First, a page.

Scandal at Volkswagen With Prostitutes and Shady Executives, There's No Love Left in this Bug
Part 3: Under-handed deals
Back at VW headquarters in Wolfsburg, executives had long before been warned of Schuster's plans to go into business with shady partners. In 2003, VW learned that Johann Johannsen, a man with whom Schuster planned to do business exporting products to Angola, was a serial swindler. But Schuster nevertheless managed to dispel VW's concerns about his business partner.
VW's auditors are also investigating claims that Schuster transacted other deals, heretofore unknown to VW, with the companies he presumably owned. According to these claims, Schuster could never have supported his opulent lifestyle in Prague, where his Lamborghini garnered him the nickname "Lambo Schuster," with his salary as a board member.
The auditors are looking into whether a commission may have been paid to one of Schuster's companies for the hiring of about 4,000 Polish temporary laborers at Skoda. Schuster's attorney, Gillmeister, explains that the public prosecutor's office has so far failed to provide him with any evidence of criminal activity on the part of his client.
Similar scandals surrounding allegations of embezzlement by high-ranking executives exist in other companies that are not influenced by politicians -- at DaimlerChrysler, for example, as well as at Infineon, a technology company where the offices and homes of several executives were searched last Friday.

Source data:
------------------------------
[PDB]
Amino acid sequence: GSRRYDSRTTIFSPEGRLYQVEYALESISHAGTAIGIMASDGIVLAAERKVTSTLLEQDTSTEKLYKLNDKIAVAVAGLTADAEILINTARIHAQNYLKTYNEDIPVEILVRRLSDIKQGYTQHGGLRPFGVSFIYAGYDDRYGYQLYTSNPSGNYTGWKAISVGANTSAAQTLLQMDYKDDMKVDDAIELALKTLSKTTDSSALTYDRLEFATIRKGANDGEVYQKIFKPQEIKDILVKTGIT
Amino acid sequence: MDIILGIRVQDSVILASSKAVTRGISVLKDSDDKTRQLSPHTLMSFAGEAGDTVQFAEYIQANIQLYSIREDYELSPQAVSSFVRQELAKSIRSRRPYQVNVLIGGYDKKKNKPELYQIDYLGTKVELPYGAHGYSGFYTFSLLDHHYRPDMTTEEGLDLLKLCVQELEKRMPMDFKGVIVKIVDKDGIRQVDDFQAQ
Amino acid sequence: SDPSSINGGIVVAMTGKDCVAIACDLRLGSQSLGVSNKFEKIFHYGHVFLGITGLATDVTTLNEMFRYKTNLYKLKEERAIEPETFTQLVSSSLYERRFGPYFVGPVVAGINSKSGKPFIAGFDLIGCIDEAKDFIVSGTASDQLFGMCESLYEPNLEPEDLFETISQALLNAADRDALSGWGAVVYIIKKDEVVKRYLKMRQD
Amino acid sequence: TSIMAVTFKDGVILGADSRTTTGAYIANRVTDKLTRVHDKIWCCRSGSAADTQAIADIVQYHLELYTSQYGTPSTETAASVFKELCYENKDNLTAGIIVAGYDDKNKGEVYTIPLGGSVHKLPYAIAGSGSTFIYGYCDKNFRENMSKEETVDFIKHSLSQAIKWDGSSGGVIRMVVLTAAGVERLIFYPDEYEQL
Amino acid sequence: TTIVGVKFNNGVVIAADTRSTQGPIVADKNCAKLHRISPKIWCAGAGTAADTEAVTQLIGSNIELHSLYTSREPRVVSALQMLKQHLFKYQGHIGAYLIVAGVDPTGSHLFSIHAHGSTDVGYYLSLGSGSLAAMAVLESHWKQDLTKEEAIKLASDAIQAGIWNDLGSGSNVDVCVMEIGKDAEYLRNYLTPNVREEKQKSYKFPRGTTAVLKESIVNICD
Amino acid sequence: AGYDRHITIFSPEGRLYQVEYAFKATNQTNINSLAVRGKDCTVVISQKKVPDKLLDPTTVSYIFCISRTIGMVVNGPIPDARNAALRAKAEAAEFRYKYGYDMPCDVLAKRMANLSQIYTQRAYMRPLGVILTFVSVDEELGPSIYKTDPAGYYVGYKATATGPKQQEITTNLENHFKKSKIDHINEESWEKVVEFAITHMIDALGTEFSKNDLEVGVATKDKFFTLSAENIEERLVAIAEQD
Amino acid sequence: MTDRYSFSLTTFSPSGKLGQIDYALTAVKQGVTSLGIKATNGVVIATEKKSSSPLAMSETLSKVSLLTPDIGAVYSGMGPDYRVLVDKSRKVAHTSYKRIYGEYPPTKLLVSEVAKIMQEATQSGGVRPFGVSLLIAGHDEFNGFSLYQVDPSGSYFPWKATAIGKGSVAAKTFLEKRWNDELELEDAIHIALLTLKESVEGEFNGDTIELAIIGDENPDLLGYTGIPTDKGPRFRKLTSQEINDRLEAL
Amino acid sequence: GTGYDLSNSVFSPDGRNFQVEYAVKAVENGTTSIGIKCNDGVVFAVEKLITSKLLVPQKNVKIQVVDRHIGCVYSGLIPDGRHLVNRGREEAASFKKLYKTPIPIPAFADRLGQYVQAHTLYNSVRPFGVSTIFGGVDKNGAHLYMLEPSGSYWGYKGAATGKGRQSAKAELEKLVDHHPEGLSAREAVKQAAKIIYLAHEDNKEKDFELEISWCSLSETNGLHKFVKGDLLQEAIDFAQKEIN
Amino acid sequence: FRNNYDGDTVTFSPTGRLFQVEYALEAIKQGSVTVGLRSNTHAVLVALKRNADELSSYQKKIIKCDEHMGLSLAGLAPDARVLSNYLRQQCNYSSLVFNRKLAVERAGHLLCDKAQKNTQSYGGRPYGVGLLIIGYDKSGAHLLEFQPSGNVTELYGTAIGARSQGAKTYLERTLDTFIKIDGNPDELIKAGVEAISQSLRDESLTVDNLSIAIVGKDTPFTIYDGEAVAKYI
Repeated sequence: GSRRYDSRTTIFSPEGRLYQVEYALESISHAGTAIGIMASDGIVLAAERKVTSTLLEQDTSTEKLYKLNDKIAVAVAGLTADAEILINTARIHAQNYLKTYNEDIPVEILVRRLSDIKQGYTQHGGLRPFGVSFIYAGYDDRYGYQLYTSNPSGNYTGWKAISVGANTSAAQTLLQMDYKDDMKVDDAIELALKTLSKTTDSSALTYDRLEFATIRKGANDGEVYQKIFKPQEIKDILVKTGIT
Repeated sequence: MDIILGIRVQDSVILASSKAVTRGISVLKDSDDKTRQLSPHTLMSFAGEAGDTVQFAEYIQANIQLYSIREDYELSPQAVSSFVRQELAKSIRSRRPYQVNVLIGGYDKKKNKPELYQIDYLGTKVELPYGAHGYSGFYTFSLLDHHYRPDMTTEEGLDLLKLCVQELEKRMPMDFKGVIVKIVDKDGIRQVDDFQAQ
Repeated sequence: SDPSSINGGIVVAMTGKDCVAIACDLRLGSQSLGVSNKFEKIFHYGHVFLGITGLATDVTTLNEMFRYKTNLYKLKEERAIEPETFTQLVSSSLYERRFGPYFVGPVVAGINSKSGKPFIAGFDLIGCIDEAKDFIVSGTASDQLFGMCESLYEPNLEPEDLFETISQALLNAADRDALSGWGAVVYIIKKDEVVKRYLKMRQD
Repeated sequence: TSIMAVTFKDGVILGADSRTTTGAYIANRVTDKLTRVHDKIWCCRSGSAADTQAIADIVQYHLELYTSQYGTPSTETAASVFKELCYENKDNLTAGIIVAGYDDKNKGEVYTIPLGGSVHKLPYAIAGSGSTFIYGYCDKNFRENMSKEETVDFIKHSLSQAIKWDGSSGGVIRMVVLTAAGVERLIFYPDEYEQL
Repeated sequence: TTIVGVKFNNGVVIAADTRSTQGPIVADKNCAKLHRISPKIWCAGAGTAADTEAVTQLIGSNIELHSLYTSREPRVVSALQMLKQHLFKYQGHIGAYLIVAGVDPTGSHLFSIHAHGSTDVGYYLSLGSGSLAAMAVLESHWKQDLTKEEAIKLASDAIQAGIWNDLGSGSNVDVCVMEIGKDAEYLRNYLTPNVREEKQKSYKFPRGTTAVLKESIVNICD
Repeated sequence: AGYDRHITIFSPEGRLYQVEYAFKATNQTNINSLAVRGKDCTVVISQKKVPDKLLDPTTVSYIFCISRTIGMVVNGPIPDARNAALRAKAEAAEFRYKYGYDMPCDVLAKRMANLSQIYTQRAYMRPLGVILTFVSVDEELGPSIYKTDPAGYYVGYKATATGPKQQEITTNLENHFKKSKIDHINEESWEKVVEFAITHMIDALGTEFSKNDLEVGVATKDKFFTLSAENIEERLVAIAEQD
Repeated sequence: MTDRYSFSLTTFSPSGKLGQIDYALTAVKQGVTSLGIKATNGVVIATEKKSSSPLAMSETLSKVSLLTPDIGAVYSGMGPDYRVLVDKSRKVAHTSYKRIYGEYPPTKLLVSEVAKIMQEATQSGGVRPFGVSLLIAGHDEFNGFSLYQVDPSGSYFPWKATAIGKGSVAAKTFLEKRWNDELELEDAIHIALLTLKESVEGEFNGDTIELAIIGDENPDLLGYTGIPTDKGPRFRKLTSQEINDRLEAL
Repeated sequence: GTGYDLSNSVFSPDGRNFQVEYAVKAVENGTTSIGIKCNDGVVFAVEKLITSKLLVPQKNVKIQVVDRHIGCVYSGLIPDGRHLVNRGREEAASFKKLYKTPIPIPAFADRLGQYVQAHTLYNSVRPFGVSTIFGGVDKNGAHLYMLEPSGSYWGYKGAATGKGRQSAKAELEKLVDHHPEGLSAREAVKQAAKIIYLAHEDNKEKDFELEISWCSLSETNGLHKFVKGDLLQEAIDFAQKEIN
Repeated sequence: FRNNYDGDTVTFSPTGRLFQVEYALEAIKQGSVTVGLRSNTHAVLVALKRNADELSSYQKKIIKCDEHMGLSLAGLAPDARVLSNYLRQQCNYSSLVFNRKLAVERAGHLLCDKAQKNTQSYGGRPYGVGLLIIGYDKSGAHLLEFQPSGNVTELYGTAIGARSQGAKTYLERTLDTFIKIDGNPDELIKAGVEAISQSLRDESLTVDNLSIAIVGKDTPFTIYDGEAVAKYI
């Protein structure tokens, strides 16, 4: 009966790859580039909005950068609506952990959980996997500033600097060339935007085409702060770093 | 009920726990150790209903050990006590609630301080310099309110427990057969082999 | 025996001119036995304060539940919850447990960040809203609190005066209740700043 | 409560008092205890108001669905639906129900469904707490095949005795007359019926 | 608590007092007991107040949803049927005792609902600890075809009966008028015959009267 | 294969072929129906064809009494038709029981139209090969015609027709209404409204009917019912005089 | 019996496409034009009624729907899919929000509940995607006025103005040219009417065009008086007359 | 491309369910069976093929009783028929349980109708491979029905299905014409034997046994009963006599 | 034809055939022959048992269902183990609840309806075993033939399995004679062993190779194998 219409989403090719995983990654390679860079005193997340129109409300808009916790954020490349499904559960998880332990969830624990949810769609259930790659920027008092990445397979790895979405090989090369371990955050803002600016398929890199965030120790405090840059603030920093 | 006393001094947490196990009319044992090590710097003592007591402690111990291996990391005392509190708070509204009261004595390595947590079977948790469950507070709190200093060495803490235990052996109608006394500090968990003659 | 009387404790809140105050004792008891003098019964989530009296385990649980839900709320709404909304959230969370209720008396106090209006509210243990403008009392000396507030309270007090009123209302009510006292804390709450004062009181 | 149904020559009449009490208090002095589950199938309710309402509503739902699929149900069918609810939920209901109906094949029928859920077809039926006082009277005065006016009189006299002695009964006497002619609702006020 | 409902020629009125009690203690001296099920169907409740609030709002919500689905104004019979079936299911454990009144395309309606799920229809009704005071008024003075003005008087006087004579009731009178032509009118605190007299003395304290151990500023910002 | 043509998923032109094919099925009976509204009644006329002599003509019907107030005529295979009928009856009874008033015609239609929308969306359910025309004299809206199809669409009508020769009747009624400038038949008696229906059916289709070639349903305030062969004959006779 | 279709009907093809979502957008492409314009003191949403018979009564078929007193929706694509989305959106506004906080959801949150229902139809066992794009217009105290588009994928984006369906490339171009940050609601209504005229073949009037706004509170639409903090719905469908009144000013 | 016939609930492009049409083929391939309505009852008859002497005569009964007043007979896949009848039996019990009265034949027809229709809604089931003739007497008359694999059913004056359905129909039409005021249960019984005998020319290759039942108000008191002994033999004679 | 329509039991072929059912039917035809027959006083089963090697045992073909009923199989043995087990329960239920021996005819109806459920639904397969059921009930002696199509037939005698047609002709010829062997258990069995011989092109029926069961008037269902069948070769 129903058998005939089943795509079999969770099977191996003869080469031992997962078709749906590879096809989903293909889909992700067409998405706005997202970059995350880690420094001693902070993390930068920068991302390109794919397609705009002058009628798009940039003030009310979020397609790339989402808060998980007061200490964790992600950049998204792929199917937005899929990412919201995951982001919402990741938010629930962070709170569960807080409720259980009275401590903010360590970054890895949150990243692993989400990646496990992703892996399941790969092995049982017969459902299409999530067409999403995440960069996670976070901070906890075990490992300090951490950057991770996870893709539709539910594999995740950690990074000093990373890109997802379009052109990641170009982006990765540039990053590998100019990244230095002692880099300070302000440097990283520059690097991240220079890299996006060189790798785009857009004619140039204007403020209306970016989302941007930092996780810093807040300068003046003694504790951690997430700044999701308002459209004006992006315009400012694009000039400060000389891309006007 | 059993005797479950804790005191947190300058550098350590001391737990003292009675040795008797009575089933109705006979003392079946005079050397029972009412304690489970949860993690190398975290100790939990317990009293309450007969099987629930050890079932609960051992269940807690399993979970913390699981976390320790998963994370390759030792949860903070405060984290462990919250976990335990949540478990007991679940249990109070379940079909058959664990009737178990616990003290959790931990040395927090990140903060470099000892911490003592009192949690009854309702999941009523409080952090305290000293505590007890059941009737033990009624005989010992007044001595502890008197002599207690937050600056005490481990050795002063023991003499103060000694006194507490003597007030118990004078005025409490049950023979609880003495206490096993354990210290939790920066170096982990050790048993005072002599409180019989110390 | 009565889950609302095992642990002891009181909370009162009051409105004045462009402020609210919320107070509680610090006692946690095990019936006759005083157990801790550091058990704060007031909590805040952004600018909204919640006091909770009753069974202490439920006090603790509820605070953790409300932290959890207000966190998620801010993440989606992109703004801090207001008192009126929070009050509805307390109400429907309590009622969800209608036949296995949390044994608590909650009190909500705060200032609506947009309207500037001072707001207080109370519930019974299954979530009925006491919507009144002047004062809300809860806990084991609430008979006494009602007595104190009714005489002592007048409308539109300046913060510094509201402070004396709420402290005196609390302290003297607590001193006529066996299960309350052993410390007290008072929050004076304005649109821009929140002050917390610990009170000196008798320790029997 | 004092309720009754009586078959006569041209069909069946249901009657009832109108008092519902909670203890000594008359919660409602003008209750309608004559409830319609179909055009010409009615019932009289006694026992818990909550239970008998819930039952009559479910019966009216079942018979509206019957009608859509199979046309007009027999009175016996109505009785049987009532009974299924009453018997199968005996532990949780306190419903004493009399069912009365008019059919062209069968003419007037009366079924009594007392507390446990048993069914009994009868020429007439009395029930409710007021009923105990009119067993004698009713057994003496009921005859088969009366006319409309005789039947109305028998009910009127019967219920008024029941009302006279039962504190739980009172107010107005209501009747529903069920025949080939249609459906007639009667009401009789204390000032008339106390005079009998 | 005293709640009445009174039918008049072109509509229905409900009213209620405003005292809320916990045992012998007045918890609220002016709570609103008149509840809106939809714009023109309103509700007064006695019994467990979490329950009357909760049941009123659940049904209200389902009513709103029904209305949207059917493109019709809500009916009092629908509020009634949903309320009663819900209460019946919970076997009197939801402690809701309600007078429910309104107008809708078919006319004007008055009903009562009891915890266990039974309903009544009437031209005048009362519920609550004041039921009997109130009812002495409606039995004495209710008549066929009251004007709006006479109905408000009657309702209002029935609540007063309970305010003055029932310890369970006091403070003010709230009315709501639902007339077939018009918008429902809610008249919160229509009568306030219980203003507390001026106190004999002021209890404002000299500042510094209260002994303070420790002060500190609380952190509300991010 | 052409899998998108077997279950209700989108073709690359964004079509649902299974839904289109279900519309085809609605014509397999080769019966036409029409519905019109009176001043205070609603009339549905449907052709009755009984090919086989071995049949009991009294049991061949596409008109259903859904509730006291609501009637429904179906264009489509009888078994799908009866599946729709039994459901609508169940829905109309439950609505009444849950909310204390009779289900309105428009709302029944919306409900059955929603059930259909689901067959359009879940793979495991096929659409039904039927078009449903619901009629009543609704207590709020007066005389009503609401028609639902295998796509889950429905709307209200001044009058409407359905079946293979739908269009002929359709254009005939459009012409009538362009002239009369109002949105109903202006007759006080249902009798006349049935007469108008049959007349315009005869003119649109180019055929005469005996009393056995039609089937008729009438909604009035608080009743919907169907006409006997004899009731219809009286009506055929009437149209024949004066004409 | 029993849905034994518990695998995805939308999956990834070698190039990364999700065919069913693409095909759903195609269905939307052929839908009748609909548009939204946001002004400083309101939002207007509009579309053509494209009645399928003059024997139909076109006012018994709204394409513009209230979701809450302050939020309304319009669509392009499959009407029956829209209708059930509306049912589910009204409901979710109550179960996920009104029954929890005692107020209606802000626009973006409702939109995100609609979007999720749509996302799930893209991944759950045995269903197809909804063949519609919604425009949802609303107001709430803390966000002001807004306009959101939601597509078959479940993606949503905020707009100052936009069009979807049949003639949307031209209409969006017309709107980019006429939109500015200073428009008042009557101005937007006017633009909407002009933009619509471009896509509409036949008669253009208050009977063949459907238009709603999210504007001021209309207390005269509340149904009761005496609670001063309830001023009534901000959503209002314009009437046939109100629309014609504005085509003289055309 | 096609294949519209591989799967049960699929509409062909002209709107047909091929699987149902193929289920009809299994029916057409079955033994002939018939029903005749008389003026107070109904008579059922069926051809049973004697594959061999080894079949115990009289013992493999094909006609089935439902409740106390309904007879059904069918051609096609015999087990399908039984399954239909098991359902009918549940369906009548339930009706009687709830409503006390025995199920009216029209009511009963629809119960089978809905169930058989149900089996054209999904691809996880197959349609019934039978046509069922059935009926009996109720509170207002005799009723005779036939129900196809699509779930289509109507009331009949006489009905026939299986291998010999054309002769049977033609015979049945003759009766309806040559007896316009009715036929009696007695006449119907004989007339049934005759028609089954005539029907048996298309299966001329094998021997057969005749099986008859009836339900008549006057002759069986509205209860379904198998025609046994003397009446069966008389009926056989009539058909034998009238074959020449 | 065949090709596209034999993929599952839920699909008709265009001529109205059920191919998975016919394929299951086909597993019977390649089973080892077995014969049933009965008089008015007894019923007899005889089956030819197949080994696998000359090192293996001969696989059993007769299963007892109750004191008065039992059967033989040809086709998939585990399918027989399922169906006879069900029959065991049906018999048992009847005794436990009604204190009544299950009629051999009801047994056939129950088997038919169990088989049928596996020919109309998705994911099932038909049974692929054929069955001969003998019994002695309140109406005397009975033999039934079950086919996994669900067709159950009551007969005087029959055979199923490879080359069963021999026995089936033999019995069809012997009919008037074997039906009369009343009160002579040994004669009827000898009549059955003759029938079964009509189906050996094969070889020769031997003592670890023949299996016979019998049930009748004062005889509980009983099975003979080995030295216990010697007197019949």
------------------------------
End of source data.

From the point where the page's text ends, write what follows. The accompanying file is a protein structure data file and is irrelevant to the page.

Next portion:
But the VW scandal takes on an additional dimension because the government of Lower Saxony holds an 18 percent interest in the company and retains voting rights that give it decisive power in decision-making. The fact that state legislators and federal parliamentarians from the state hold positions on VW's supervisory means that politics and electioneering are playing an increasingly important role in the complicated case.
Members of the Social Democratic Party, which holds power nationally, are accusing the state's conservative governor, Christian Wulff, of using VW as a public stage to discredit Hartz, who is also an advisor to Social Democratic German Chancellor Gerhard Schröder, and, perhaps later, other Social Democrats in the run-up to federal elections. But Wulff is hardly reproachable in this respect, since the Social Democrats got themselves so deeply entangled in Volkswagen that their presence could hardly have benefited the car-maker.
Wolfgang Bernhard has the toughest job at Volkswagen: he's responsible for stopping the haemorrhaging of red ink.
Last Wednesday however, the news emerged that both politicians are again moonlighting at VW, and they're on two payrolls -- Wolfsburg's and the government's.